The Teller House is a historic hotel built in 1872. It’s known for it’s “The Face on the Bar Room Floor” also known as “The Mona Lisa of the West”. The restaurant and bar is open to the public. The hotel no longer operates but has been preserved by the Central City Opera Board and they offer historical tours. A resident and member of the Opera House told us that a room used for a costume wardrobe closet in the upper floor of the Teller House has a dark spirit that stays in there and has been heard growling.
The Opera House was originally built in 1878 is still currently operating. Tours are offered and they leave a light on the stage at all times for the resident spirits. Orbs are commonly seen, and a touch on the shoulder and cold spots are often reported.
The city has several sites where bodies were buried and only the headstones were moved when the area was built over. Coffins and skeletons were often exhumed during construction. They also have several marked cemeteries including the Masonic, Catholic and Knights of Pythias and Central City. During the Gold Rush many people died in the area from mining accidents, disease, floods, fires and harsh winters.
The Masonic Cemetery has a tale of a young man named John Edward Cameron who died on Nov 1, 1881 at the age of 28. The legend says he was courting a woman in a neighboring town. When he passed, it is said she came to visit his grave regularly, wearing black and leaving flowers. She has been reported to have been seen in a full body apparition on November 1st and on April 5th. The reason for the April 5th visit is unknown, some speculate it was to be their wedding date.
The other Central City Cemeteries have so many headstones for babies and young children. Someone had taken the time to walk the cemetery and leave small toys at each one.
1599 E 8th Ave, Denver, CO 80218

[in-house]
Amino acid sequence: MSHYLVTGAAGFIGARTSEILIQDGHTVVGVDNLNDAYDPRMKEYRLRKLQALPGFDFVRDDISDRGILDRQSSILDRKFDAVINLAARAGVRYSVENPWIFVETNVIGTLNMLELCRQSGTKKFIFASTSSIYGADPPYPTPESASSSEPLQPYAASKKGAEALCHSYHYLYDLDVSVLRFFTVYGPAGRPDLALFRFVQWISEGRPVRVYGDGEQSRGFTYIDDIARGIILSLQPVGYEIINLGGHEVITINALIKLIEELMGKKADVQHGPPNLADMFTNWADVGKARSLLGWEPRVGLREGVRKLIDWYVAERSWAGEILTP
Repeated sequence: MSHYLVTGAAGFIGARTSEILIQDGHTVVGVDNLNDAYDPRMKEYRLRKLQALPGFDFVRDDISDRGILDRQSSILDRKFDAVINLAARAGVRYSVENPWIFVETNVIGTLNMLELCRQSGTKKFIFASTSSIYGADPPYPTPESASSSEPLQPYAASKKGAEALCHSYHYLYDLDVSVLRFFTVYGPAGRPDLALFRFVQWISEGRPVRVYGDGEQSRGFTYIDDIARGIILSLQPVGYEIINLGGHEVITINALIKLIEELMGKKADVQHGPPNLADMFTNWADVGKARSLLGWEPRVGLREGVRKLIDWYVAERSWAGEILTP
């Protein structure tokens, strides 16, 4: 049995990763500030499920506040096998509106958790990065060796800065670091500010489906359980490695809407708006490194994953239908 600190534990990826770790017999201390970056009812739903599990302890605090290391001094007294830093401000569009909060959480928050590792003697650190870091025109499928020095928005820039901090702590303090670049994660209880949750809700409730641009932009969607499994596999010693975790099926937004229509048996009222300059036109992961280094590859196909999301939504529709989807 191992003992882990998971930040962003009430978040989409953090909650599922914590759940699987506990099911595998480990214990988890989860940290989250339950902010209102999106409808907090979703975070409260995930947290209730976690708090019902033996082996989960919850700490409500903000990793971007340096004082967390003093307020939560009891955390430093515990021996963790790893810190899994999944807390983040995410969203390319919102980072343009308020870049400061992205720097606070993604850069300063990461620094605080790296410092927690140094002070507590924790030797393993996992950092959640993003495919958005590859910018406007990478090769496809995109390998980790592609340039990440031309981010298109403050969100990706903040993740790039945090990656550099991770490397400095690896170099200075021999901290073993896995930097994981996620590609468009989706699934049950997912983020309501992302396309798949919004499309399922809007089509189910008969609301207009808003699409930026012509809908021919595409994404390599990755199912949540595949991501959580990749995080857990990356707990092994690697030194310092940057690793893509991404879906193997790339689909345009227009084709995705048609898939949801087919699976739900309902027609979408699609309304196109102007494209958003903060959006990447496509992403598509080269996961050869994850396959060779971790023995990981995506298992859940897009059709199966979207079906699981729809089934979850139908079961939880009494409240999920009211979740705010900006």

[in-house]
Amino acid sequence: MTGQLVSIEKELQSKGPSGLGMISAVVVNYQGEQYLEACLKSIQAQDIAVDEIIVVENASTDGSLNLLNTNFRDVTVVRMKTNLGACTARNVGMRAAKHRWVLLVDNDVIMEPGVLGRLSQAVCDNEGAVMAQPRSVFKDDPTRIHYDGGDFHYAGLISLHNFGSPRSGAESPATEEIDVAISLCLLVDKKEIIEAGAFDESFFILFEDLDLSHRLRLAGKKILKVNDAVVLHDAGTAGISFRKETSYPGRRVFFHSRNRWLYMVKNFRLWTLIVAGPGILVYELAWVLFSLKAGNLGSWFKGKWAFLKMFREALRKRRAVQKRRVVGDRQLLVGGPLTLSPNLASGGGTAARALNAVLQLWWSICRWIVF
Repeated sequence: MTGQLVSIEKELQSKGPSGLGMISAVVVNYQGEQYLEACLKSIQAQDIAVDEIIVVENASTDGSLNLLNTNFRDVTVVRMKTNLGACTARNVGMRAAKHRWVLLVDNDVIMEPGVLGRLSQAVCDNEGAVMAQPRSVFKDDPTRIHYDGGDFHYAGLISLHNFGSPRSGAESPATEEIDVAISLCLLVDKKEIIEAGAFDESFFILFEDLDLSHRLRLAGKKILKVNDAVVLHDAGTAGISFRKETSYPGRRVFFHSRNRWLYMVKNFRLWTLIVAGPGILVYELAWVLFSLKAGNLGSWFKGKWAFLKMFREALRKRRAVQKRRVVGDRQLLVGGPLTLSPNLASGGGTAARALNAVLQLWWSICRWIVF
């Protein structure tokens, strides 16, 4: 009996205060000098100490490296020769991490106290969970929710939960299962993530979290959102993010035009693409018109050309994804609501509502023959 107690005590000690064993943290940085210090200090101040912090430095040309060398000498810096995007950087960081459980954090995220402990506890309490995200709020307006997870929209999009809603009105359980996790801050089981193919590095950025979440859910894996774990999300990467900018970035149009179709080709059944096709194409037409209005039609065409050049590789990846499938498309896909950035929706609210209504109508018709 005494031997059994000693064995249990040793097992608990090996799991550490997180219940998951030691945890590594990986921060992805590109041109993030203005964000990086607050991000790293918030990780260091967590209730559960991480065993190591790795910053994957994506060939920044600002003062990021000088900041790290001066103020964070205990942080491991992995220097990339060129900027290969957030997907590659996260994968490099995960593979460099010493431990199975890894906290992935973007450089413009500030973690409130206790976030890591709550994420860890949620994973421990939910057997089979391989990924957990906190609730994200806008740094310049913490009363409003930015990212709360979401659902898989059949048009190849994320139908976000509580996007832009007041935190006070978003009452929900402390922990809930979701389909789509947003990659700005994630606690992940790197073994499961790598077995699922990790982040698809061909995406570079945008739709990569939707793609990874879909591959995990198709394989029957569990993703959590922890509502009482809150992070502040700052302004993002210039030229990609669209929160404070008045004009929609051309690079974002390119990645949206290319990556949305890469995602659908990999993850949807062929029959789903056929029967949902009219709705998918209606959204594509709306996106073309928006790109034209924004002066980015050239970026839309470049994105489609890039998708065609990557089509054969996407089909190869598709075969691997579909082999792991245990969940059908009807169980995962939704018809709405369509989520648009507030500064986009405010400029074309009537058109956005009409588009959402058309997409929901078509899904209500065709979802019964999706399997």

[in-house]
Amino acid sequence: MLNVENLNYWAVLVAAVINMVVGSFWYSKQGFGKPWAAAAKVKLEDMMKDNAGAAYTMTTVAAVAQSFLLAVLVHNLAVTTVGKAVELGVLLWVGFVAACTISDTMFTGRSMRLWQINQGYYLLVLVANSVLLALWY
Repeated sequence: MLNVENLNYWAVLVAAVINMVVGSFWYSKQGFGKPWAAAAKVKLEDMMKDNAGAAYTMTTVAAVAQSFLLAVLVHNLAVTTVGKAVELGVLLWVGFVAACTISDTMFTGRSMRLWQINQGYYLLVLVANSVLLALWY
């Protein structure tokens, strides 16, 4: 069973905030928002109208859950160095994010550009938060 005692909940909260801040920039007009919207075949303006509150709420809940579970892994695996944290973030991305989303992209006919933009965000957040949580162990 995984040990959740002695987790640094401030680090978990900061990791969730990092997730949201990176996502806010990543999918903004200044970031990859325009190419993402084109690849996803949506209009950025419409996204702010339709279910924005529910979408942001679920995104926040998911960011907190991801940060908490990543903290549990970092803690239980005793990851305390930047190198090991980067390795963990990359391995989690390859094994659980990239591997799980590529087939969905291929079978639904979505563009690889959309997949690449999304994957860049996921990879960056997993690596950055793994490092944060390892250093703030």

Formerly Mount Prospect Cemetery, which opened in 1858. In 1890 the city decided to turn the cemetery into a park and only relocated approximately 700 of the 5,000 bodies buried there. Families of the deceased were only given 90 days to move the bodies. Some of the unclaimed bodies of the poor and forgotten were to be moved by a city contracted undertaker, E.P McGovern. On March 19, 1893 the Denver Republican newspaper headline read “ The Work of Ghouls!” Describing the horrific scenes of McGovern hacking up bodies to fit them into child sized coffins instead of each body being placed into a fresh, adult size coffin. McGovern was fired and the rest of the bodies were never moved. In 1907 the city filled the graves and leveled the cemetery. To this day, bodies are still being uncovered under Cheeseman Park and Denver Botanic Gardens, kind of like the story in the 1982 film Poltergeist “You moved the cemetery, but you left the bodies, didn’t you? You son of a bitch, you left the bodies and you only moved the headstones!”
Mile High Comics
4600 Jason St, Denver, CO 80211
Hours: Monday – Friday 9am – 6pm, Saturday 10am -6pm, Sunday 11am – 5pm
The largest comic book store in the entire world with a collection of over 10 million comics and a size of 65,000 sq feet. The store also sells all things pop culture including books, posters, collectible toys and Funko Pops
420 E 11th Ave Ste 12, Denver, CO 80203